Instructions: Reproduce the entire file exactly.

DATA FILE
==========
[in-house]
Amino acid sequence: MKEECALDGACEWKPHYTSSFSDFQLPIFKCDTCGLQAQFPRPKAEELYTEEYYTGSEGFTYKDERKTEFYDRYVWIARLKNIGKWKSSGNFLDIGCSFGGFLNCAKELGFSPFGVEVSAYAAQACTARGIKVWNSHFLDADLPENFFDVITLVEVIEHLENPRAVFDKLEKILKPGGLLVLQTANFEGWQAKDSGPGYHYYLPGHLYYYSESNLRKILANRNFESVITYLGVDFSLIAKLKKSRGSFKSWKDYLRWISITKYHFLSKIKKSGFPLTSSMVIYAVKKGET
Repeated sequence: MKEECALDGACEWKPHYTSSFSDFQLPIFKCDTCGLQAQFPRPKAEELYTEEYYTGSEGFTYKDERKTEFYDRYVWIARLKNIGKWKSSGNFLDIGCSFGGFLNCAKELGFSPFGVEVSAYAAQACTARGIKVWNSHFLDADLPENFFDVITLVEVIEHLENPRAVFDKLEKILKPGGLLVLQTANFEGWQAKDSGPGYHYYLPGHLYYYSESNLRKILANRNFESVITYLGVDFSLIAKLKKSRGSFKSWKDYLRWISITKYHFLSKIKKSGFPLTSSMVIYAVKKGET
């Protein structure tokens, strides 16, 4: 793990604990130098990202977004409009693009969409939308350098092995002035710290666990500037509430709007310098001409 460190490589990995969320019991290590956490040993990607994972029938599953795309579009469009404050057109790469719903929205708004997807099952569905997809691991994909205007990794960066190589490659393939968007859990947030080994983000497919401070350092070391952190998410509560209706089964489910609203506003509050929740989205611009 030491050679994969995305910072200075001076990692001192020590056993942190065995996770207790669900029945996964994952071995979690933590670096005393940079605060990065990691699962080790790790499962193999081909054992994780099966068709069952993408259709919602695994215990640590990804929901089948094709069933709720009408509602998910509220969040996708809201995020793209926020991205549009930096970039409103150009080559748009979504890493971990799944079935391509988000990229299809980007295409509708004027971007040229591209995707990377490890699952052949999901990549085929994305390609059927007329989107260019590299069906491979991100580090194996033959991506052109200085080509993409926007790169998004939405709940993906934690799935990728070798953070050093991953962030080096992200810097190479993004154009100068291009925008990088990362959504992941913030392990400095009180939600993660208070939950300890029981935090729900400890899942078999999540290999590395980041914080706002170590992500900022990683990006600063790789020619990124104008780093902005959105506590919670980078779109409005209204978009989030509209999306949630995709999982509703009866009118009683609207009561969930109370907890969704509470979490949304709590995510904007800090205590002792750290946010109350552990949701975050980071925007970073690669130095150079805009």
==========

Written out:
[in-house]
Amino acid sequence: MKEECALDGACEWKPHYTSSFSDFQLPIFKCDTCGLQAQFPRPKAEELYTEEYYTGSEGFTYKDERKTEFYDRYVWIARLKNIGKWKSSGNFLDIGCSFGGFLNCAKELGFSPFGVEVSAYAAQACTARGIKVWNSHFLDADLPENFFDVITLVEVIEHLENPRAVFDKLEKILKPGGLLVLQTANFEGWQAKDSGPGYHYYLPGHLYYYSESNLRKILANRNFESVITYLGVDFSLIAKLKKSRGSFKSWKDYLRWISITKYHFLSKIKKSGFPLTSSMVIYAVKKGET
Repeated sequence: MKEECALDGACEWKPHYTSSFSDFQLPIFKCDTCGLQAQFPRPKAEELYTEEYYTGSEGFTYKDERKTEFYDRYVWIARLKNIGKWKSSGNFLDIGCSFGGFLNCAKELGFSPFGVEVSAYAAQACTARGIKVWNSHFLDADLPENFFDVITLVEVIEHLENPRAVFDKLEKILKPGGLLVLQTANFEGWQAKDSGPGYHYYLPGHLYYYSESNLRKILANRNFESVITYLGVDFSLIAKLKKSRGSFKSWKDYLRWISITKYHFLSKIKKSGFPLTSSMVIYAVKKGET
């Protein structure tokens, strides 16, 4: 793990604990130098990202977004409009693009969409939308350098092995002035710290666990500037509430709007310098001409 460190490589990995969320019991290590956490040993990607994972029938599953795309579009469009404050057109790469719903929205708004997807099952569905997809691991994909205007990794960066190589490659393939968007859990947030080994983000497919401070350092070391952190998410509560209706089964489910609203506003509050929740989205611009 030491050679994969995305910072200075001076990692001192020590056993942190065995996770207790669900029945996964994952071995979690933590670096005393940079605060990065990691699962080790790790499962193999081909054992994780099966068709069952993408259709919602695994215990640590990804929901089948094709069933709720009408509602998910509220969040996708809201995020793209926020991205549009930096970039409103150009080559748009979504890493971990799944079935391509988000990229299809980007295409509708004027971007040229591209995707990377490890699952052949999901990549085929994305390609059927007329989107260019590299069906491979991100580090194996033959991506052109200085080509993409926007790169998004939405709940993906934690799935990728070798953070050093991953962030080096992200810097190479993004154009100068291009925008990088990362959504992941913030392990400095009180939600993660208070939950300890029981935090729900400890899942078999999540290999590395980041914080706002170590992500900022990683990006600063790789020619990124104008780093902005959105506590919670980078779109409005209204978009989030509209999306949630995709999982509703009866009118009683609207009561969930109370907890969704509470979490949304709590995510904007800090205590002792750290946010109350552990949701975050980071925007970073690669130095150079805009």